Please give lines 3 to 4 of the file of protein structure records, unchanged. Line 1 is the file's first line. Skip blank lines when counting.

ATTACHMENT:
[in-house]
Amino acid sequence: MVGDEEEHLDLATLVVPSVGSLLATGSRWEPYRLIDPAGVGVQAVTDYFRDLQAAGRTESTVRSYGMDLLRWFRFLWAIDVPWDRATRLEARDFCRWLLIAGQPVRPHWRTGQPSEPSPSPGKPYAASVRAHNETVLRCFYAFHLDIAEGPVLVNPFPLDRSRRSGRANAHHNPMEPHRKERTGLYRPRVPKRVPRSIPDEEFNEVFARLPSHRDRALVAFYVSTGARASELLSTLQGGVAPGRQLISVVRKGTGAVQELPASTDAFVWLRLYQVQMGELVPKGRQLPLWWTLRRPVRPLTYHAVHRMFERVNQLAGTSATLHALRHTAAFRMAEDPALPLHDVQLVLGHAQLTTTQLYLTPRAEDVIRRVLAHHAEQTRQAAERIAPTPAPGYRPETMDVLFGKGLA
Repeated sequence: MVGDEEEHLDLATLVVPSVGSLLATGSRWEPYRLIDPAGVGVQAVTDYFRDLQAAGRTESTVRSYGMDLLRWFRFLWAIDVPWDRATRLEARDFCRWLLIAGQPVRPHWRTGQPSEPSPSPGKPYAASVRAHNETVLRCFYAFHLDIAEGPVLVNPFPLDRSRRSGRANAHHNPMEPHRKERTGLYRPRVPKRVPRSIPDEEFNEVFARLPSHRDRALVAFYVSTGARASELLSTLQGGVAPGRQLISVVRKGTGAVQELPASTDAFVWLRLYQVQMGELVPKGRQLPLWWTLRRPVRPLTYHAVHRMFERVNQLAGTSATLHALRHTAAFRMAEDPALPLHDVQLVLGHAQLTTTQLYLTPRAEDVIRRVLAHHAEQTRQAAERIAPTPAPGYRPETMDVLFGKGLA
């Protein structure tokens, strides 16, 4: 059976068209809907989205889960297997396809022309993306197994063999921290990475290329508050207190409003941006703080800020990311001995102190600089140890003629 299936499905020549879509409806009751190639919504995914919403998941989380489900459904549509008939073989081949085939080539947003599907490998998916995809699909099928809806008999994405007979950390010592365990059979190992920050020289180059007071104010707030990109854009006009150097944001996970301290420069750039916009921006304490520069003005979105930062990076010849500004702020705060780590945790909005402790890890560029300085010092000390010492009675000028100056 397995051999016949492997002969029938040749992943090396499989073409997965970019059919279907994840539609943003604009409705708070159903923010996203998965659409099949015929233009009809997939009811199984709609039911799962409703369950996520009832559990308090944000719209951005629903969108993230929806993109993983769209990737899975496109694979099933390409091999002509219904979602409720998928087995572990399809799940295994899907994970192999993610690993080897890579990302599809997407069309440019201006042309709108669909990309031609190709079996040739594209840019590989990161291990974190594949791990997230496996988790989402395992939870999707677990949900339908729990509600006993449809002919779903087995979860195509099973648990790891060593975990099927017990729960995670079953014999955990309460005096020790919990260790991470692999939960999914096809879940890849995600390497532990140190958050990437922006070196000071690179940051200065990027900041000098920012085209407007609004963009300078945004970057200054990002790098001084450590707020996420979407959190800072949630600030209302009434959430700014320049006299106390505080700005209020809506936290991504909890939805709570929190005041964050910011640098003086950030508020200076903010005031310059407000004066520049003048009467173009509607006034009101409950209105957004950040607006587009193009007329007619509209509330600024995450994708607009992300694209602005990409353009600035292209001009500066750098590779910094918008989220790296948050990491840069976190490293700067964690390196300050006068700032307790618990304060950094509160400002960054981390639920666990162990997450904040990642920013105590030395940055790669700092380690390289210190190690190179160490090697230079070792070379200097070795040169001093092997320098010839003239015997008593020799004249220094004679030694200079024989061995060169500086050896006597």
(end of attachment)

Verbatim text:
Repeated sequence: MVGDEEEHLDLATLVVPSVGSLLATGSRWEPYRLIDPAGVGVQAVTDYFRDLQAAGRTESTVRSYGMDLLRWFRFLWAIDVPWDRATRLEARDFCRWLLIAGQPVRPHWRTGQPSEPSPSPGKPYAASVRAHNETVLRCFYAFHLDIAEGPVLVNPFPLDRSRRSGRANAHHNPMEPHRKERTGLYRPRVPKRVPRSIPDEEFNEVFARLPSHRDRALVAFYVSTGARASELLSTLQGGVAPGRQLISVVRKGTGAVQELPASTDAFVWLRLYQVQMGELVPKGRQLPLWWTLRRPVRPLTYHAVHRMFERVNQLAGTSATLHALRHTAAFRMAEDPALPLHDVQLVLGHAQLTTTQLYLTPRAEDVIRRVLAHHAEQTRQAAERIAPTPAPGYRPETMDVLFGKGLA
């Protein structure tokens, strides 16, 4: 059976068209809907989205889960297997396809022309993306197994063999921290990475290329508050207190409003941006703080800020990311001995102190600089140890003629 299936499905020549879509409806009751190639919504995914919403998941989380489900459904549509008939073989081949085939080539947003599907490998998916995809699909099928809806008999994405007979950390010592365990059979190992920050020289180059007071104010707030990109854009006009150097944001996970301290420069750039916009921006304490520069003005979105930062990076010849500004702020705060780590945790909005402790890890560029300085010092000390010492009675000028100056 397995051999016949492997002969029938040749992943090396499989073409997965970019059919279907994840539609943003604009409705708070159903923010996203998965659409099949015929233009009809997939009811199984709609039911799962409703369950996520009832559990308090944000719209951005629903969108993230929806993109993983769209990737899975496109694979099933390409091999002509219904979602409720998928087995572990399809799940295994899907994970192999993610690993080897890579990302599809997407069309440019201006042309709108669909990309031609190709079996040739594209840019590989990161291990974190594949791990997230496996988790989402395992939870999707677990949900339908729990509600006993449809002919779903087995979860195509099973648990790891060593975990099927017990729960995670079953014999955990309460005096020790919990260790991470692999939960999914096809879940890849995600390497532990140190958050990437922006070196000071690179940051200065990027900041000098920012085209407007609004963009300078945004970057200054990002790098001084450590707020996420979407959190800072949630600030209302009434959430700014320049006299106390505080700005209020809506936290991504909890939805709570929190005041964050910011640098003086950030508020200076903010005031310059407000004066520049003048009467173009509607006034009101409950209105957004950040607006587009193009007329007619509209509330600024995450994708607009992300694209602005990409353009600035292209001009500066750098590779910094918008989220790296948050990491840069976190490293700067964690390196300050006068700032307790618990304060950094509160400002960054981390639920666990162990997450904040990642920013105590030395940055790669700092380690390289210190190690190179160490090697230079070792070379200097070795040169001093092997320098010839003239015997008593020799004249220094004679030694200079024989061995060169500086050896006597």